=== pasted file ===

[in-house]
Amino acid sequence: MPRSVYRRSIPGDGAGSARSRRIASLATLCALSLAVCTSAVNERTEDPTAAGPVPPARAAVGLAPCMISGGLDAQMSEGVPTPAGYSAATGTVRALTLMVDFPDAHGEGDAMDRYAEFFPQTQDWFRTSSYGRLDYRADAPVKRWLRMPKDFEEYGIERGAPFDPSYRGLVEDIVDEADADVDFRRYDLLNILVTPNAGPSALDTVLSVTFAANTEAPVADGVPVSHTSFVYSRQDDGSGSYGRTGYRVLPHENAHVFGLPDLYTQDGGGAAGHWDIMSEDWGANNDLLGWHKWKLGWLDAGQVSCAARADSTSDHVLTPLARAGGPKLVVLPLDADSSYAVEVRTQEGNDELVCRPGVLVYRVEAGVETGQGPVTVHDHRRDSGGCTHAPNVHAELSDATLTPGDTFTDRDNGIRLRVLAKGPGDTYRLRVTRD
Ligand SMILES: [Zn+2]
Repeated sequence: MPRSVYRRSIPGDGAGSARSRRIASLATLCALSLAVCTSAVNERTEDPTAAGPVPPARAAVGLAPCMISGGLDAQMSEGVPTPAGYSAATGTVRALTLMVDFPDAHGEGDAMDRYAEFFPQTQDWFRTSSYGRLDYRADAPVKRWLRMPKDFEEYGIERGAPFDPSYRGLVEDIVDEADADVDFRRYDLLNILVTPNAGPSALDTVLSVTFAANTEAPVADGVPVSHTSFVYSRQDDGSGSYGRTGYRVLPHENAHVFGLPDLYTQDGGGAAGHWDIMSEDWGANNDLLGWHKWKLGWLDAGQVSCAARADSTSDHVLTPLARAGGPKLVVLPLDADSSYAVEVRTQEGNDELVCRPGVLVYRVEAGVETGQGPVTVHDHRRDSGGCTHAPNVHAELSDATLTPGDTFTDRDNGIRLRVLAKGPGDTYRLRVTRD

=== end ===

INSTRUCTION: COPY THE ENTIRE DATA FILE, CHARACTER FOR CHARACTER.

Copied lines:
[in-house]
Amino acid sequence: MPRSVYRRSIPGDGAGSARSRRIASLATLCALSLAVCTSAVNERTEDPTAAGPVPPARAAVGLAPCMISGGLDAQMSEGVPTPAGYSAATGTVRALTLMVDFPDAHGEGDAMDRYAEFFPQTQDWFRTSSYGRLDYRADAPVKRWLRMPKDFEEYGIERGAPFDPSYRGLVEDIVDEADADVDFRRYDLLNILVTPNAGPSALDTVLSVTFAANTEAPVADGVPVSHTSFVYSRQDDGSGSYGRTGYRVLPHENAHVFGLPDLYTQDGGGAAGHWDIMSEDWGANNDLLGWHKWKLGWLDAGQVSCAARADSTSDHVLTPLARAGGPKLVVLPLDADSSYAVEVRTQEGNDELVCRPGVLVYRVEAGVETGQGPVTVHDHRRDSGGCTHAPNVHAELSDATLTPGDTFTDRDNGIRLRVLAKGPGDTYRLRVTRD
Ligand SMILES: [Zn+2]
Repeated sequence: MPRSVYRRSIPGDGAGSARSRRIASLATLCALSLAVCTSAVNERTEDPTAAGPVPPARAAVGLAPCMISGGLDAQMSEGVPTPAGYSAATGTVRALTLMVDFPDAHGEGDAMDRYAEFFPQTQDWFRTSSYGRLDYRADAPVKRWLRMPKDFEEYGIERGAPFDPSYRGLVEDIVDEADADVDFRRYDLLNILVTPNAGPSALDTVLSVTFAANTEAPVADGVPVSHTSFVYSRQDDGSGSYGRTGYRVLPHENAHVFGLPDLYTQDGGGAAGHWDIMSEDWGANNDLLGWHKWKLGWLDAGQVSCAARADSTSDHVLTPLARAGGPKLVVLPLDADSSYAVEVRTQEGNDELVCRPGVLVYRVEAGVETGQGPVTVHDHRRDSGGCTHAPNVHAELSDATLTPGDTFTDRDNGIRLRVLAKGPGDTYRLRVTRD